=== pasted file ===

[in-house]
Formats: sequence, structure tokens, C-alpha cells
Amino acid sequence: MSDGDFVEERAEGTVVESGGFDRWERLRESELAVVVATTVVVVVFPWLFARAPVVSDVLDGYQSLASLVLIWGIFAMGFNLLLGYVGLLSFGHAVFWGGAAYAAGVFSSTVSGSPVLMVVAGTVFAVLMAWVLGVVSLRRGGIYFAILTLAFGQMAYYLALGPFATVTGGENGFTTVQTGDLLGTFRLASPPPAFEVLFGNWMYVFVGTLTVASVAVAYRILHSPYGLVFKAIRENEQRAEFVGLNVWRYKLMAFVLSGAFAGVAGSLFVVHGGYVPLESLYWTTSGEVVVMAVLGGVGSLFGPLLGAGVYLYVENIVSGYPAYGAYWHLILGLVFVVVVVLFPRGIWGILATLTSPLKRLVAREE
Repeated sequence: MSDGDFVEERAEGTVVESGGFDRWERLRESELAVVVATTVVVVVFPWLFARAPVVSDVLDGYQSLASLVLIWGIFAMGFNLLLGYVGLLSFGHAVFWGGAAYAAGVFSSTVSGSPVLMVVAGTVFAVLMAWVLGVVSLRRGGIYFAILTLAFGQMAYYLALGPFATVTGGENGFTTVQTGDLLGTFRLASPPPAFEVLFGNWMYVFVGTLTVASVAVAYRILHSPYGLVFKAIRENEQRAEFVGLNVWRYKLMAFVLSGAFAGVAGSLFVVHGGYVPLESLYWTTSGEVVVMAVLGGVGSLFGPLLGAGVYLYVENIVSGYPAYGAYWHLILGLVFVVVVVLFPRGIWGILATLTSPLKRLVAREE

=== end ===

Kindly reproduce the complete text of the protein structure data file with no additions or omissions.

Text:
[in-house]
Formats: sequence, structure tokens, C-alpha cells
Amino acid sequence: MSDGDFVEERAEGTVVESGGFDRWERLRESELAVVVATTVVVVVFPWLFARAPVVSDVLDGYQSLASLVLIWGIFAMGFNLLLGYVGLLSFGHAVFWGGAAYAAGVFSSTVSGSPVLMVVAGTVFAVLMAWVLGVVSLRRGGIYFAILTLAFGQMAYYLALGPFATVTGGENGFTTVQTGDLLGTFRLASPPPAFEVLFGNWMYVFVGTLTVASVAVAYRILHSPYGLVFKAIRENEQRAEFVGLNVWRYKLMAFVLSGAFAGVAGSLFVVHGGYVPLESLYWTTSGEVVVMAVLGGVGSLFGPLLGAGVYLYVENIVSGYPAYGAYWHLILGLVFVVVVVLFPRGIWGILATLTSPLKRLVAREE
Repeated sequence: MSDGDFVEERAEGTVVESGGFDRWERLRESELAVVVATTVVVVVFPWLFARAPVVSDVLDGYQSLASLVLIWGIFAMGFNLLLGYVGLLSFGHAVFWGGAAYAAGVFSSTVSGSPVLMVVAGTVFAVLMAWVLGVVSLRRGGIYFAILTLAFGQMAYYLALGPFATVTGGENGFTTVQTGDLLGTFRLASPPPAFEVLFGNWMYVFVGTLTVASVAVAYRILHSPYGLVFKAIRENEQRAEFVGLNVWRYKLMAFVLSGAFAGVAGSLFVVHGGYVPLESLYWTTSGEVVVMAVLGGVGSLFGPLLGAGVYLYVENIVSGYPAYGAYWHLILGLVFVVVVVLFPRGIWGILATLTSPLKRLVAREE